Ramey AM, Reeves AB, Lagassé BJ, Patil V, Hubbard. Evidence for interannual persistence of infectious influenza A viruses in Alaska wetlands. Sci Total Environ. 2021 Sep 3;803:150078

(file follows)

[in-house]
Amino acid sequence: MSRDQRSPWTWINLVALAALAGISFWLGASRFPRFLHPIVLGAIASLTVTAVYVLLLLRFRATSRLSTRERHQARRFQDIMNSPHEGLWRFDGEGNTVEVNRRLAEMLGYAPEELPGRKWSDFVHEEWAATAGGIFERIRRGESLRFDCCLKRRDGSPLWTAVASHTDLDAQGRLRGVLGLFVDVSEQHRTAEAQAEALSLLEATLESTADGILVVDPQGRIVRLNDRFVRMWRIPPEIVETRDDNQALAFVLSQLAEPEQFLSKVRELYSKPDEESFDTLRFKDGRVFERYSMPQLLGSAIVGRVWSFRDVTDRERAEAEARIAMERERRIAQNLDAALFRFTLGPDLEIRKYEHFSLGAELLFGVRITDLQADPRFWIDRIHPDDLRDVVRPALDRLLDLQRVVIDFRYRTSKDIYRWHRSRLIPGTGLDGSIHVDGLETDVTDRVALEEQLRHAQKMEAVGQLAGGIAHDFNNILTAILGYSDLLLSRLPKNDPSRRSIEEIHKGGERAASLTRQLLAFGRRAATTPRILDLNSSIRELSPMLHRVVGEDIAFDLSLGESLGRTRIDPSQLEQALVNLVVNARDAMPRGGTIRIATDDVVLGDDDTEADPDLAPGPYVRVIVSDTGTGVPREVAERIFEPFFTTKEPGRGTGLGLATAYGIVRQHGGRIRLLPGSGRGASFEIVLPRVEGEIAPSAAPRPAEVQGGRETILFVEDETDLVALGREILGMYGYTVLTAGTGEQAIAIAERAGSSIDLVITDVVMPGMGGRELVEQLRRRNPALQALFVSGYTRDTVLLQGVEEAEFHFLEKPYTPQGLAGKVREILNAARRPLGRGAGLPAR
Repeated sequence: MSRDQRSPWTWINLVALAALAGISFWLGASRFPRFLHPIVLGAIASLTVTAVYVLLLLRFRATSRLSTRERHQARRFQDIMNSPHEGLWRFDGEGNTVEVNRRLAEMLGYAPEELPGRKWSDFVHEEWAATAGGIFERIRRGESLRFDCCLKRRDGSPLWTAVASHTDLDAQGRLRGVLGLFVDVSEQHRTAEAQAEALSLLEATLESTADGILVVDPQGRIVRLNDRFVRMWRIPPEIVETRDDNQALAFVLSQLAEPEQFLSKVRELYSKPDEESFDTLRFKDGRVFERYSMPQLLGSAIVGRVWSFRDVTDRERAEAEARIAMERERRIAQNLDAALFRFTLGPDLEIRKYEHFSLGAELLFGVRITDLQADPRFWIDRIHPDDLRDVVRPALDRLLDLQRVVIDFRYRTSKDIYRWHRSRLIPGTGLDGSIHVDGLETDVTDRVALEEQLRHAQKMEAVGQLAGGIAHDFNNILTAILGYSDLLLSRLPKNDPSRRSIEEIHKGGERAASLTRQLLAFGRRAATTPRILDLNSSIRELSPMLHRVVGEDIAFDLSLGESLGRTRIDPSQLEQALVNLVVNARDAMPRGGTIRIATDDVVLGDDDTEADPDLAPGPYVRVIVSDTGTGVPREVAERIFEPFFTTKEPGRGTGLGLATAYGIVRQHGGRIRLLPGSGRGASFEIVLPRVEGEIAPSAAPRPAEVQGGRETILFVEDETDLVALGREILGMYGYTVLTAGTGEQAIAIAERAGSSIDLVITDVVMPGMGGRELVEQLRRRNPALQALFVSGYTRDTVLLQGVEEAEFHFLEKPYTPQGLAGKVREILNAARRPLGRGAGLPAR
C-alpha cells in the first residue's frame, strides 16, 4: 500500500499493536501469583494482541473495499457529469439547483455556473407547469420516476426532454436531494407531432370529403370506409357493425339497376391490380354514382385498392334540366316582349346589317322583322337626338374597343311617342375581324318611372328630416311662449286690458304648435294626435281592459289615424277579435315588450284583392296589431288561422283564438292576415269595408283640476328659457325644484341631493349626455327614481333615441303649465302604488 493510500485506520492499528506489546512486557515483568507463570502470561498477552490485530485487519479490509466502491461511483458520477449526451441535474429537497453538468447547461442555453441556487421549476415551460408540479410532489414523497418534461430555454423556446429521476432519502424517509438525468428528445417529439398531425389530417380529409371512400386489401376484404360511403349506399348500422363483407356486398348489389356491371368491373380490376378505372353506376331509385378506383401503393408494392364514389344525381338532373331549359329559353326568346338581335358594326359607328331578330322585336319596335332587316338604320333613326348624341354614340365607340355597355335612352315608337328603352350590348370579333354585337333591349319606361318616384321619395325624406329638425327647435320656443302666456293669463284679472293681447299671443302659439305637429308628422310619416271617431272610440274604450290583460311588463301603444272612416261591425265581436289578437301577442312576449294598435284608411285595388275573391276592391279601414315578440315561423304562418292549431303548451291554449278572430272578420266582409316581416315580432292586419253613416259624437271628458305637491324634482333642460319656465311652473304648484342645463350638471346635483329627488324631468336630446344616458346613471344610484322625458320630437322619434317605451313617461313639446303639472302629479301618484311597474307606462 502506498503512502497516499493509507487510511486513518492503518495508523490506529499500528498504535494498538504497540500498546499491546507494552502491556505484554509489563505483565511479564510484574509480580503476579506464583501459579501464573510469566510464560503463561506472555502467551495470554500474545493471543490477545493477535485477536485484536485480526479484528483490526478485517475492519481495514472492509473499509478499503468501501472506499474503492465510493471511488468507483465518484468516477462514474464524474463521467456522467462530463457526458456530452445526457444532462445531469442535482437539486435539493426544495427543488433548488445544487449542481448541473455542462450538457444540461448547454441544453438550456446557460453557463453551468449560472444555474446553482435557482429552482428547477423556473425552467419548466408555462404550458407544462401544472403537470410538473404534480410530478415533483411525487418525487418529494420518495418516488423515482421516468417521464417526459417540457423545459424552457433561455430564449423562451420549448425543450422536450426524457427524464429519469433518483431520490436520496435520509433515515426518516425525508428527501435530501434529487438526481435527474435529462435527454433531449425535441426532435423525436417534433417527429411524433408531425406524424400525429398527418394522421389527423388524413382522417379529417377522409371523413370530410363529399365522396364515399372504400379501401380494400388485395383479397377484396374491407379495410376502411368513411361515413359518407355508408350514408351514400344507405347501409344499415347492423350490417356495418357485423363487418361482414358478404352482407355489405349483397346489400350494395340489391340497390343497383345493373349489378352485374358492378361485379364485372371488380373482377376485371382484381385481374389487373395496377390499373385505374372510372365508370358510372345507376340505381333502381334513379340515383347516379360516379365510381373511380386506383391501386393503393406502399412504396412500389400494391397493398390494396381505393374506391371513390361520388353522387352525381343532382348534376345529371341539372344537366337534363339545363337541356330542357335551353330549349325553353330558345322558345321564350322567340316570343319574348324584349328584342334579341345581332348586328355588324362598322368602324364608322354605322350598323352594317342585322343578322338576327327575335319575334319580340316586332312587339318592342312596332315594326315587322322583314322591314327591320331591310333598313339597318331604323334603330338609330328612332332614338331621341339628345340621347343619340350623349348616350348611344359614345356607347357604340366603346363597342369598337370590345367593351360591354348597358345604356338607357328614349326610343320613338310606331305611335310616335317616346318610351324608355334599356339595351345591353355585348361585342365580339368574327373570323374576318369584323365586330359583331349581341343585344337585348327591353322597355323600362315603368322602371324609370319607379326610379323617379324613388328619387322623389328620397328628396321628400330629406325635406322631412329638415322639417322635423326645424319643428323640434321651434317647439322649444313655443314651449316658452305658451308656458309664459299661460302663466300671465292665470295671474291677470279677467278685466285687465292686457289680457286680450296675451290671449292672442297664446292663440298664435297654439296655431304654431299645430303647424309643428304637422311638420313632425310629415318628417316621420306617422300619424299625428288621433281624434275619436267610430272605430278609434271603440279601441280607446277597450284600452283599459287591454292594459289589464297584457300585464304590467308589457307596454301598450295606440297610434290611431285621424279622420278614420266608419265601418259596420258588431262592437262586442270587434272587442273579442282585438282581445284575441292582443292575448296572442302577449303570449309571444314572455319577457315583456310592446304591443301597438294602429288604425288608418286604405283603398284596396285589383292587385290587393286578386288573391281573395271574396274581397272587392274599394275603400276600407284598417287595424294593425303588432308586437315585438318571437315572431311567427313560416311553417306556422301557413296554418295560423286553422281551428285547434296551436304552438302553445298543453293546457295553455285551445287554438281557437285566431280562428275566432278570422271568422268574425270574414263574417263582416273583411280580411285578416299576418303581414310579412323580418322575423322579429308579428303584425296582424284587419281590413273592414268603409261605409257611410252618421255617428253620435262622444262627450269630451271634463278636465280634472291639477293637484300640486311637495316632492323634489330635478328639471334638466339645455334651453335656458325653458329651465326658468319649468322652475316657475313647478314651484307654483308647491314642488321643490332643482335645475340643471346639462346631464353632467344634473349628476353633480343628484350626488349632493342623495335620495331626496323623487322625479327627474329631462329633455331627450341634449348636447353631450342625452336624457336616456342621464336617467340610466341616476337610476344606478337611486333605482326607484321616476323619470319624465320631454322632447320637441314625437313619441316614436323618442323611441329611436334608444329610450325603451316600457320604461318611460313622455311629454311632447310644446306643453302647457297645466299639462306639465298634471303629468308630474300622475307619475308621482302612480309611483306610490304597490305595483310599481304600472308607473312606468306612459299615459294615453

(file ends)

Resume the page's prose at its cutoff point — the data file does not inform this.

Influenza A viruses (IAVs) deposited by wild birds into the environment may lead to sporadic mortality events and economically costly outbreaks among domestic birds. There is a paucity of information, however, regarding the persistence of infectious IAVs within the environment following deposition. In this investigation, we assessed the persistence of 12 IAVs that were present in cloacal and/or oropharyngeal swabs of naturally infected ducks. Infectivity of these IAVs was monitored over approximately one year with each virus tested in five water types: (1) distilled water held in the lab at 4 °C and (2-5) filtered surface water from each of four Alaska sites and maintained in the field at ambient temperature. By evaluating infectivity of IAVs in ovo following sample retrieval at four successive time points, we observed declines in IAV infectivity through time. Many viruses persisted for extended periods, as evidenced by ≥25% of IAVs remaining infectious in replicate samples for each treatment type through three sampling time points (144-155 days post-sample collection) and two viruses remaining viable in a single replicate sample each when tested upon collection at a fourth time point (361-377 days post-sample collection). The estimated probability of persistence of infectious IAVs in all five water types was estimated to be between 0.25 and 0.75 during days 50-200 post-sample collection as inferred through Kaplan-Meier survival analysis. Our results provide evidence that IAVs may remain infectious for extended periods, up to or even exceeding one year, when maintained in surface waters under ambient temperatures. Therefore, wetlands may represent an important medium in which infectious IAVs may reside outside of a biotic reservoir.
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